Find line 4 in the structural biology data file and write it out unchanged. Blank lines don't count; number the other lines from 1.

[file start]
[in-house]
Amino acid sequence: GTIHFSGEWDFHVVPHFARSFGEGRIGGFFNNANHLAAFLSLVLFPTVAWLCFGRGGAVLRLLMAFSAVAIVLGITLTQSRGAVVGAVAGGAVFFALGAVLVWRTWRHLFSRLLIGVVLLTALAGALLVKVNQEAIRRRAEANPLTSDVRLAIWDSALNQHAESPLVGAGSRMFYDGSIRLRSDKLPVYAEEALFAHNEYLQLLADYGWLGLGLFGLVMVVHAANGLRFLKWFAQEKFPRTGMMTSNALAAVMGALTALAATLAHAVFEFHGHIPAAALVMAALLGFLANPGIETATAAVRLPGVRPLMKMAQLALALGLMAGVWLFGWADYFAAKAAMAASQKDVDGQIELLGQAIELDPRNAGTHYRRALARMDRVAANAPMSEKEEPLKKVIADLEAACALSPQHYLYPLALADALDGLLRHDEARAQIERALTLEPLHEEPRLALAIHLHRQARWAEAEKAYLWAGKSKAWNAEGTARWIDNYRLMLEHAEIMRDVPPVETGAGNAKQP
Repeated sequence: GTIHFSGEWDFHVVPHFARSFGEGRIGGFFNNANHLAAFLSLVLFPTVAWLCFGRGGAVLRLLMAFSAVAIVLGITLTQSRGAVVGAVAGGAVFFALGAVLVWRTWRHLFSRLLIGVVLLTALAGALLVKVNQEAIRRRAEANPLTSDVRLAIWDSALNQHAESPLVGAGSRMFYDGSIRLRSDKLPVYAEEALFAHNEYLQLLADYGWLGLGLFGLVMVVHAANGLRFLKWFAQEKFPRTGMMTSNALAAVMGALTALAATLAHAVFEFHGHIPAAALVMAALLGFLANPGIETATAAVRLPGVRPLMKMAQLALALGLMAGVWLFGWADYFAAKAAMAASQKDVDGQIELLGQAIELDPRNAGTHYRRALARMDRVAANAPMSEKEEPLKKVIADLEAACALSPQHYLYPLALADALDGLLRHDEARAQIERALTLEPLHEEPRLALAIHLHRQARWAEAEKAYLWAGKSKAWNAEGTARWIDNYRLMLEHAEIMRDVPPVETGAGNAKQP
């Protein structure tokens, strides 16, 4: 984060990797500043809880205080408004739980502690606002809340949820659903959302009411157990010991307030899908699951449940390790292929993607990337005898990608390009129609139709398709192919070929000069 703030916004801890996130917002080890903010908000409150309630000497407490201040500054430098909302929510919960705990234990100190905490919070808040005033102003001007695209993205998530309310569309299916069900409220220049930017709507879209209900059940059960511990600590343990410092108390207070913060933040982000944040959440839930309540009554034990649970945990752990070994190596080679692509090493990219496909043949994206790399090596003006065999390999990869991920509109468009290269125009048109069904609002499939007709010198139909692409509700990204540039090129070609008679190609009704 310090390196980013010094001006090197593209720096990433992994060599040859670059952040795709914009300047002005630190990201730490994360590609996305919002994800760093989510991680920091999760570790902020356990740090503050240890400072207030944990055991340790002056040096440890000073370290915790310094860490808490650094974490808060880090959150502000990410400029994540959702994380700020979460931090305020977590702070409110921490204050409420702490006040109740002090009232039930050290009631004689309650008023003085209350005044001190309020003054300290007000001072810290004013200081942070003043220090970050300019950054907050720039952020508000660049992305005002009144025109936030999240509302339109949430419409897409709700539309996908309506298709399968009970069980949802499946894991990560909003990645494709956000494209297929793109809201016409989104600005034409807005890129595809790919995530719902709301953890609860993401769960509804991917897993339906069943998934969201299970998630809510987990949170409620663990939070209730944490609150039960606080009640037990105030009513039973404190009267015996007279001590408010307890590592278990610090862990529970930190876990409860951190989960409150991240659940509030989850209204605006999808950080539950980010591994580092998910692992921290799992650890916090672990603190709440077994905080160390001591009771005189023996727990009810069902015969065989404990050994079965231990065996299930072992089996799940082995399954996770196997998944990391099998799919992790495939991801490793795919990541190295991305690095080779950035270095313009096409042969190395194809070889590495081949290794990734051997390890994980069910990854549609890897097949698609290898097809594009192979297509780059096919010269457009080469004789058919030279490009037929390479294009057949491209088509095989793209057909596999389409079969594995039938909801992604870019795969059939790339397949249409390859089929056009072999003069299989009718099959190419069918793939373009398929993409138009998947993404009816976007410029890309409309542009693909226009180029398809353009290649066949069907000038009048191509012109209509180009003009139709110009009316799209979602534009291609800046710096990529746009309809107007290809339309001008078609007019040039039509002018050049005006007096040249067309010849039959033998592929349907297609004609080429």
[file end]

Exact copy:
């Protein structure tokens, strides 16, 4: 984060990797500043809880205080408004739980502690606002809340949820659903959302009411157990010991307030899908699951449940390790292929993607990337005898990608390009129609139709398709192919070929000069 703030916004801890996130917002080890903010908000409150309630000497407490201040500054430098909302929510919960705990234990100190905490919070808040005033102003001007695209993205998530309310569309299916069900409220220049930017709507879209209900059940059960511990600590343990410092108390207070913060933040982000944040959440839930309540009554034990649970945990752990070994190596080679692509090493990219496909043949994206790399090596003006065999390999990869991920509109468009290269125009048109069904609002499939007709010198139909692409509700990204540039090129070609008679190609009704 310090390196980013010094001006090197593209720096990433992994060599040859670059952040795709914009300047002005630190990201730490994360590609996305919002994800760093989510991680920091999760570790902020356990740090503050240890400072207030944990055991340790002056040096440890000073370290915790310094860490808490650094974490808060880090959150502000990410400029994540959702994380700020979460931090305020977590702070409110921490204050409420702490006040109740002090009232039930050290009631004689309650008023003085209350005044001190309020003054300290007000001072810290004013200081942070003043220090970050300019950054907050720039952020508000660049992305005002009144025109936030999240509302339109949430419409897409709700539309996908309506298709399968009970069980949802499946894991990560909003990645494709956000494209297929793109809201016409989104600005034409807005890129595809790919995530719902709301953890609860993401769960509804991917897993339906069943998934969201299970998630809510987990949170409620663990939070209730944490609150039960606080009640037990105030009513039973404190009267015996007279001590408010307890590592278990610090862990529970930190876990409860951190989960409150991240659940509030989850209204605006999808950080539950980010591994580092998910692992921290799992650890916090672990603190709440077994905080160390001591009771005189023996727990009810069902015969065989404990050994079965231990065996299930072992089996799940082995399954996770196997998944990391099998799919992790495939991801490793795919990541190295991305690095080779950035270095313009096409042969190395194809070889590495081949290794990734051997390890994980069910990854549609890897097949698609290898097809594009192979297509780059096919010269457009080469004789058919030279490009037929390479294009057949491209088509095989793209057909596999389409079969594995039938909801992604870019795969059939790339397949249409390859089929056009072999003069299989009718099959190419069918793939373009398929993409138009998947993404009816976007410029890309409309542009693909226009180029398809353009290649066949069907000038009048191509012109209509180009003009139709110009009316799209979602534009291609800046710096990529746009309809107007290809339309001008078609007019040039039509002018050049005006007096040249067309010849039959033998592929349907297609004609080429």